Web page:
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JULY 18, 2014

E-Cigarettes and Federal Regulation (Updated)

EDITOR'S NOTE: An earlier brief was published July 10, 2014.


Policy makers have begun developing rules for how popular alternatives to traditional cigarettes can be marketed and sold.

What's the issue?
What's the background?

Overall, the e-cigarette market today comprises a mixture of small mom-and-pop retail outlets, which tend to sell a variety of e-liquids and more sophisticated e-cigarettes, as well as large companies. Two years ago Lorillard paid $135 million for blu eCigs.

In July 2014 tobacco company Reynolds American agreed to buy competitor Lorillard in a $27 billion deal that would make it the second largest tobacco company in the nation. Lorillard is currently the market leader in e-cigarettes, but in order to finance the deal and in an attempt to avoid antitrust scrutiny, Reynolds will sell the blu eCig brand to the Imperial Tobacco Group. The brand was introduced in Britain earlier this year, and Imperial plans to continue to expand the market for blu eCigs internationally.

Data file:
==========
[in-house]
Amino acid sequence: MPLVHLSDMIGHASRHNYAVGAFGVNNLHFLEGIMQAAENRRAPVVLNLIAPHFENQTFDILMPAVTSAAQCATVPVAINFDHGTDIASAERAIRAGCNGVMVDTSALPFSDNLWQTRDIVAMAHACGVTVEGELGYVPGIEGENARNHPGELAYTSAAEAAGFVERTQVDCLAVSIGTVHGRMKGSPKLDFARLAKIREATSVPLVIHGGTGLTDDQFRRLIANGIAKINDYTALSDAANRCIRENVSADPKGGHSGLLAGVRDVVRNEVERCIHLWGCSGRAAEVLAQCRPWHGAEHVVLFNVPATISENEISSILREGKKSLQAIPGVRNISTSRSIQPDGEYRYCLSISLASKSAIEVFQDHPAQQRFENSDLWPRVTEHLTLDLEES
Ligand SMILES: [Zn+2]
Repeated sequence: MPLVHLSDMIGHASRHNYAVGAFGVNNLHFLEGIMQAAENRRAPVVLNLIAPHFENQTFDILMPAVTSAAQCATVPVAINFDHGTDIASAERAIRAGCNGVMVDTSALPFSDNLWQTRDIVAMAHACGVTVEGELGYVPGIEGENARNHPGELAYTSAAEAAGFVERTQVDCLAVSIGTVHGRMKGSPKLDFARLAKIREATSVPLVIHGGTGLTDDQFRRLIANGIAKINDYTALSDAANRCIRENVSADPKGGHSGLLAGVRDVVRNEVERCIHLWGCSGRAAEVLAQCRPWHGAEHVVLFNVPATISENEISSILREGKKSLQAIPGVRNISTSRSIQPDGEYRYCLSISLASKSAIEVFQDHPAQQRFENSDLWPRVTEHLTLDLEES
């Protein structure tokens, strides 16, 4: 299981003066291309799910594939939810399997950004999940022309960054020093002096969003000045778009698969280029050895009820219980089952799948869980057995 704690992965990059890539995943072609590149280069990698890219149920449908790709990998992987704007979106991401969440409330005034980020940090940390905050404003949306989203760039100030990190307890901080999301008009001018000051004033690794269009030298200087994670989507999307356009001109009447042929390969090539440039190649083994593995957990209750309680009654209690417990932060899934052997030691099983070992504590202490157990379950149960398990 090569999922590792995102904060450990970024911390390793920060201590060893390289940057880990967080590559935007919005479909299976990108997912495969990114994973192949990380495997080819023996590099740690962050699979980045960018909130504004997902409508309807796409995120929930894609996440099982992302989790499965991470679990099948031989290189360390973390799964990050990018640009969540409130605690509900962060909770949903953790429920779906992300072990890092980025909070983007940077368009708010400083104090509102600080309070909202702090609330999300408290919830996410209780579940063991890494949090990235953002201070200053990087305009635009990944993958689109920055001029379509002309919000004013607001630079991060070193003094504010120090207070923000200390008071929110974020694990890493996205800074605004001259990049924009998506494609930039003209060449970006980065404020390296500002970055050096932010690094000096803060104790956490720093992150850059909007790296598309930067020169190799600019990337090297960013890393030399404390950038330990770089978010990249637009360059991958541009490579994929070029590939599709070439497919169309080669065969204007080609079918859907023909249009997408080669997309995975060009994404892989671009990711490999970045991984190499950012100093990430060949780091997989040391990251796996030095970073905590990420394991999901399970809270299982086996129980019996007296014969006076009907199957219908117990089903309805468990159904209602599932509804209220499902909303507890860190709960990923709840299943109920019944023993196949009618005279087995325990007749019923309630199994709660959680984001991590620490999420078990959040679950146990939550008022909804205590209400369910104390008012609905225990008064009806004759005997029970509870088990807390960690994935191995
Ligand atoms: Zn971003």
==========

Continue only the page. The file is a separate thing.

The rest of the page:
In 2013 Reynolds American started marketing its Vuse brand in select markets, and in June 2014 it announced that the company would begin selling nationwide. Last year Altria, parent company of tobacco giant Philip Morris USA, began test-marketing its own e-cigarette, MarkTen, with a national rollout set for this year. And in February 2014 Altria also purchased e-cigarette maker Green Smoke for $110 million.

What's the policy?
What's the debate?
What's next?
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